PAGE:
The arts at trinity
2006 Stations of the Cross
Jesus is Condemned to Death
"The items that make up Jesus in this piece come from two places: items I received from folks at Trinity, a community that makes up the person of Jesus to me (the razor handle came from Michael Sampson, a golf tee from Charlie Watts, a cabinet handle from Jeff Wunrow, the hair and beard come from scraps of Harry Leip and Ed Riedel’s tile porch, miscellaneous items came from Anne Kelsey and Jim Pfaff), and items from off the side of the road – the stranger – yet another part of the person of Jesus."
Jesus Takes Up His Cross
"Using my medium of recycled neckties, stitched into wall hangings and quilts, I dedicate this piece to the memory of Michael Sampson on the anniversary of his death (January 20, 2005), and whose neckties were used to create the background of this piece."
Jesus Falls the First Time
"I choose this style because I use it quite often. I have been trying for years to find a way to incorporate church into my art. I felt that modernizing this piece would make it hit closer to home and let people see that we have not changed. We still ignore the needy. We walk by the homeless on the street. We pay no attention to those in need. So why haven’t we learned?"
Jesus Meets His Afflicted Mother
"The fourth station of the cross shows Jesus greeting his mother. I sought to create an image that captured the power of that moment, the intimacy that exists between mother and son despite the presence of the cross between them."
The Cross is Laid on Simon Cyrene
"I think of Simon willingly taking up the cross. Simon being from current-day Libya, I wanted to tie the piece to race relations. Thus, the use of black and white with shades of gray, as well as the large variety of stitches used. The colors show we come in different shades, are connected, and come together to share in the Passion. In God’s sight we are all the same."
Veronica Wipes the Face of Jesus
"Moved by compassion, a woman steps from the crowd watching Jesus, taking her veil to wipe His face. My thoughts were drawn to the moment of her astonishment, discovering Jesus had rewarded her kindness by transferring his image to her veil. From dozens of available paintings, I selected this one because it depicted Jesus looking into Veronica's eyes, thinking of her and not His own ordeal."
Jesus Falls a Second Time
"In thinking about this station, I wanted to put ourselves and our daily lives into it. Jesus' cross is the burden of our circumstances, problems, and sins. He falls, but rises again to redeem our lives as individuals and as a community."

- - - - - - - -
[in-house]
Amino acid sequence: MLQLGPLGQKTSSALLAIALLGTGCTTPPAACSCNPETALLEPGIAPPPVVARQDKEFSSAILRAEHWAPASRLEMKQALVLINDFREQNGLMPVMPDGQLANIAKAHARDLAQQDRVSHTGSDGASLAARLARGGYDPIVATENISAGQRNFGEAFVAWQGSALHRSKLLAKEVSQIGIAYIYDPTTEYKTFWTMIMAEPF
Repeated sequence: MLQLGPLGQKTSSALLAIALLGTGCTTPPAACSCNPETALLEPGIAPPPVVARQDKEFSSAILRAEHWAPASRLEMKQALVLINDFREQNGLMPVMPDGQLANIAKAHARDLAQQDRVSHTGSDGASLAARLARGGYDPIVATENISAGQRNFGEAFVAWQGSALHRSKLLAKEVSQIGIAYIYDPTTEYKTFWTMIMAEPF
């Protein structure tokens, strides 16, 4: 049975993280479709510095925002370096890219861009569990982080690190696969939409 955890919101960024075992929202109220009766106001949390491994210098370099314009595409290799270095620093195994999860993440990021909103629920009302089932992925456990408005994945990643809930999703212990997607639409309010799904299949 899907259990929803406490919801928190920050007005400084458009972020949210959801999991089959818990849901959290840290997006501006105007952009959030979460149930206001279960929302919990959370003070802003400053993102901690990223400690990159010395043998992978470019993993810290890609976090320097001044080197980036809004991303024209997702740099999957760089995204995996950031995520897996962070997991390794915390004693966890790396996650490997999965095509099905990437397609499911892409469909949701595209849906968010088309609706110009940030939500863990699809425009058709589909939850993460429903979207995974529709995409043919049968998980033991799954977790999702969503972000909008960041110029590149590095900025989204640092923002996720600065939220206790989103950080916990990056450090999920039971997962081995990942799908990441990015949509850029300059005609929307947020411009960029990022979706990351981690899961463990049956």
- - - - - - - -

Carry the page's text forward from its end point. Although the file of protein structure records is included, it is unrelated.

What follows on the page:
Jesus Meets the Women of Jerusalem
"I hope to help people see things differently with my photography. I took liberties by changing several elements in the sculptor's original work. However, I hope the overall effect is to help people better appreciate the beauty of his work and the power of this station."
Jesus Falls a Third Time
"My son’s photo of a parade in Brunswick, Maine, on Good Friday led me to create a contemporary version of the subject. In art history, such versions of biblical stories go back centuries. In the Renaissance, artists used local models in contemporary dress and even local landscapes to illustrate the Christian story. What is more contemporary than a supermarket parking lot?"
Jesus is Stripped of His Clothes
"I wanted to suggest the rough way that Jesus’ garments were torn away from his body; and I want viewers to see themselves as part of the crowd that was responsible for that, but hopefully, to also look deeper and see a bit of Christ’s divinity in themselves."
Jesus is Nailed to the Cross
"The passage from Lamentations 1 comes to mind in thinking about the nailing of Jesus to the cross: “Is it nothing to you, all ye who pass by? Behold and see if there be any sorrow like unto my sorrow…” While these words had meaning to Jeremiah as he saw Jerusalem sacked and destroyed, they have meaning to us today as we look upon Jesus nailed to the cross. Viewers are asked to reflect on the meaning of this cruel event as they see their faces in the mirrored glass."
Jesus Dies on the Cross
"My aim was to interpret the biblical description of "giving up the ghost." If you were at the Crucifixion, could you see the godhood bursting the bonds of the ruined physical body of Christ?"
The Body of Jesus is Placed
in the Arms of His Mother
"Sometimes the most agonizing part of losing a loved one is that the world seems to continue without him or her. I wanted to focus on the emotional chaos Mary probably endured seeing her son's body placed in her arms, but to show how she might have taken comfort in the fact that through His life she was able to experience directly and vividly the God who created sun, moon, stars, and every living thing."
Jesus is Laid in the Tomb
The Rev. Anne H. Kelsey
"The elements that are associated with the dread of death are incorporated into the tomb – black darkness, the stench of decay, and creatures of the earth. Jesus the creator returns to the creation, which receives his body tenderly. Yet resurrection happens from the tomb, as the nut breaks open the shell, and the morning sun rises over the Dead Sea."